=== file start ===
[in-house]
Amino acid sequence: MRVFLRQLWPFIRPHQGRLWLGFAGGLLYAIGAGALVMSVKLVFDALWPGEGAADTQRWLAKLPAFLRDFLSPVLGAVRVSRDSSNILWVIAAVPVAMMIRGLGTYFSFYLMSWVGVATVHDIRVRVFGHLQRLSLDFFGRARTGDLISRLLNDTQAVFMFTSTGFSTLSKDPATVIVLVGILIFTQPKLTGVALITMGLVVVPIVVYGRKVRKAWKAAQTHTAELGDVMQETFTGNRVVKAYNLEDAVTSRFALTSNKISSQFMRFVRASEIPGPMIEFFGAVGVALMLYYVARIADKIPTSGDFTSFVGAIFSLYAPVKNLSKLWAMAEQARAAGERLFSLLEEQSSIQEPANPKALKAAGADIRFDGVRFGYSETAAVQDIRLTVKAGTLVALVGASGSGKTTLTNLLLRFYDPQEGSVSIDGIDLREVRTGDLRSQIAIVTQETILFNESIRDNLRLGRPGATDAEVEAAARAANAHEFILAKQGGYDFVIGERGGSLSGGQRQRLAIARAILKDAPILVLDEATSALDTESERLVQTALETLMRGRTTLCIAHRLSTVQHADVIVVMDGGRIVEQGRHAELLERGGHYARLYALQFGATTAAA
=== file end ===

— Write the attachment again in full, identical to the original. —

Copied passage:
[in-house]
Amino acid sequence: MRVFLRQLWPFIRPHQGRLWLGFAGGLLYAIGAGALVMSVKLVFDALWPGEGAADTQRWLAKLPAFLRDFLSPVLGAVRVSRDSSNILWVIAAVPVAMMIRGLGTYFSFYLMSWVGVATVHDIRVRVFGHLQRLSLDFFGRARTGDLISRLLNDTQAVFMFTSTGFSTLSKDPATVIVLVGILIFTQPKLTGVALITMGLVVVPIVVYGRKVRKAWKAAQTHTAELGDVMQETFTGNRVVKAYNLEDAVTSRFALTSNKISSQFMRFVRASEIPGPMIEFFGAVGVALMLYYVARIADKIPTSGDFTSFVGAIFSLYAPVKNLSKLWAMAEQARAAGERLFSLLEEQSSIQEPANPKALKAAGADIRFDGVRFGYSETAAVQDIRLTVKAGTLVALVGASGSGKTTLTNLLLRFYDPQEGSVSIDGIDLREVRTGDLRSQIAIVTQETILFNESIRDNLRLGRPGATDAEVEAAARAANAHEFILAKQGGYDFVIGERGGSLSGGQRQRLAIARAILKDAPILVLDEATSALDTESERLVQTALETLMRGRTTLCIAHRLSTVQHADVIVVMDGGRIVEQGRHAELLERGGHYARLYALQFGATTAAA